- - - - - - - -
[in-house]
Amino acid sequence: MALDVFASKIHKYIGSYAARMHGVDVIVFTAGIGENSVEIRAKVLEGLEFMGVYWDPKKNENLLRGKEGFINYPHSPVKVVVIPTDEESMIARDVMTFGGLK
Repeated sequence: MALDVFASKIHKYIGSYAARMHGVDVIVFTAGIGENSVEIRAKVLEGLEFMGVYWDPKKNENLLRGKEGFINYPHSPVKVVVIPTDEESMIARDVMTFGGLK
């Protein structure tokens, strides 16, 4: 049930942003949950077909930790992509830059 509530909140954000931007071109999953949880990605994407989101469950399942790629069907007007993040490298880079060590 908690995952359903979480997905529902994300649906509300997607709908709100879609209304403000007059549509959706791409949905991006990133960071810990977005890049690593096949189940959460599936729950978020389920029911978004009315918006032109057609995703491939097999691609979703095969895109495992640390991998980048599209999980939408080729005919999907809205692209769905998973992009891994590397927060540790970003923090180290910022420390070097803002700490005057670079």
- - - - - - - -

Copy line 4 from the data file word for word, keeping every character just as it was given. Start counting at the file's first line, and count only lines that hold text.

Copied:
């Protein structure tokens, strides 16, 4: 049930942003949950077909930790992509830059 509530909140954000931007071109999953949880990605994407989101469950399942790629069907007007993040490298880079060590 908690995952359903979480997905529902994300649906509300997607709908709100879609209304403000007059549509959706791409949905991006990133960071810990977005890049690593096949189940959460599936729950978020389920029911978004009315918006032109057609995703491939097999691609979703095969895109495992640390991998980048599209999980939408080729005919999907809205692209769905998973992009891994590397927060540790970003923090180290910022420390070097803002700490005057670079």